This is clearly an overly simplistic look at how a very complicated story of this nature would be presented, but if you follow the spaghetti lines the way you would consume the story yourself, then compare how another person would follow the paths differently, you may begin to get the idea of how non-linear storytelling works and why it helps ensure there’s something for everyone in the finished package.
A huge criticism of journalism is that it has become purely stenographic. All we do is look for people to comment on or characterized developments. We don’t attempt to find truth. We attempt to find “spin” and balance one set of spin with another set of spin.
Contextualizing means putting human faces to as much of what we cover as possible. Not only is it easier for readers to become engaged in a story if they can see tangible impact on everyday people like them. It also is a powerful fact-checking mechanism. Any source claiming that some action does something is nothing more than a talking head if he or she cannot point to specific individuals actually experiencing whatever they claim.
The mantra here is real people doing real things. By definition, officials are not real people — not even officials of some advocacy group like protestors. They’re fake talking heads whose primary goal is to create spin rather than let readers vicariously experience what the speakers are talking about — provided, of course, whatever it is actually exists.
Finding real people doing real things not only fact-checks the story. It also inherently diversifies the list of sources. We no longer accept only the versions of truth of the largely homogenous group of people who have power but are relying on seeing actual impacts, not just hearing from a representative cross-section of society as a whole.
Finding human faces allows us to create impactful, inductive (rather than deductive) leads, going from tangible specifics to less relatable generalities, and helps identify subjects to photograph or show by video. But that’s not the only way we contextualize.
Context also is needed with statistics. A number by itself is meaningless. Numbers take on meaning only when compared to other numbers from similar situations. This may involve comparing one locality to another, current data with past data, an unfamiliar situation with a similar but more familiar one. It’s not just a single number vs. another number. It’s the pattern of how numbers change and whether they change in response to whatever seems to be causing them.
It is rare to actually be able to prove causation with numbers, but it is possible — and necessary — to explore them more fully to determine whether some alternative cause might explain something better. It is, therefore, vitally important to know everything you can about any set of numbers reported — not just the portion of numbers you might choose to relay to readers. You need to know details of how the numbers were gathered, what limitations are inherent in such methodology, and look for anomalies that might explain false impressions numbers can create.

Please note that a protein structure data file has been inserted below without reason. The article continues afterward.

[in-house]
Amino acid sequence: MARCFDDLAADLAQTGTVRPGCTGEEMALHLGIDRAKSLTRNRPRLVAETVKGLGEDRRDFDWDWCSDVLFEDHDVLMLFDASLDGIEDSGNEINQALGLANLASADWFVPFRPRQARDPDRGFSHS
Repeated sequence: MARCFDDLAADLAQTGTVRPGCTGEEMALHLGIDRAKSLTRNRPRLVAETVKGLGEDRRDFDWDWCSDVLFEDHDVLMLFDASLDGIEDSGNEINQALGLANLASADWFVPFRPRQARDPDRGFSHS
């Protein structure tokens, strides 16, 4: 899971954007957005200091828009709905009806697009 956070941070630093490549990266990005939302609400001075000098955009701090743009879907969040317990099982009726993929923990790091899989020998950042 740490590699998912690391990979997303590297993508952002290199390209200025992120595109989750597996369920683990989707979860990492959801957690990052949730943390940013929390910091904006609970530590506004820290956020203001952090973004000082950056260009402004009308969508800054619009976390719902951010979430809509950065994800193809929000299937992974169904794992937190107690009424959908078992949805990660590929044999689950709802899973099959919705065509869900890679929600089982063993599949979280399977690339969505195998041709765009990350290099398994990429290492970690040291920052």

Charted numbers, as opposed to merely reported numbers, are particularly powerful as they allow the reader to create his or her own context for them, provided sufficient numbers are provided to allow for this process. That’s why it’s always important to show the featured pattern of numbers in context of a comparison set of past numbers or numbers from other situations. The reader subconsciously invests of himself or herself in validating the true meaning of the numbers and essentially creates his or her own personal spin, rather than having someone else’s spin forced upon him or her.
Context — both human and statistical — will play significant roles in how to deconstruct the U of I pandemic story. Look for specific areas in which human faces or statistical comparisons might shed light on the overall story and include them in our outline.
Never assume that what we are talking about when we refer to a “story” is the text of that story. Every element of the final package — the headlines, photos, graphics, lists, databases, pull quotes, interactives and other entry points — all combine to tell the story. Various pieces of text within the package are just one element of the story. Journalists gathering information constantly need to think about gathering material other than what works particularly well in linear narrative text.
Capitalizing on reporters’ undue focus on linear narrative structures is one of the ways devious public relations professionals use to keep journalists away from probing too closely for the truth. Give a reporter a sexy sound bite or a killer quote for the second paragraph and the reporter generally will go away, thinking he or she has done all that’s necessary. Adopting strategies and encouraging practices that refuse to reward such behavior is one of the goals of looking at stories through the lens of deconstruction and conceptualization.
Once you have a draft of your plan (significantly more fleshed out than the Oklahoma City example) for the pandemic story, post it to this site in the Planning category, then come to class Friday having looked at each other’s plans and being prepared to discuss them.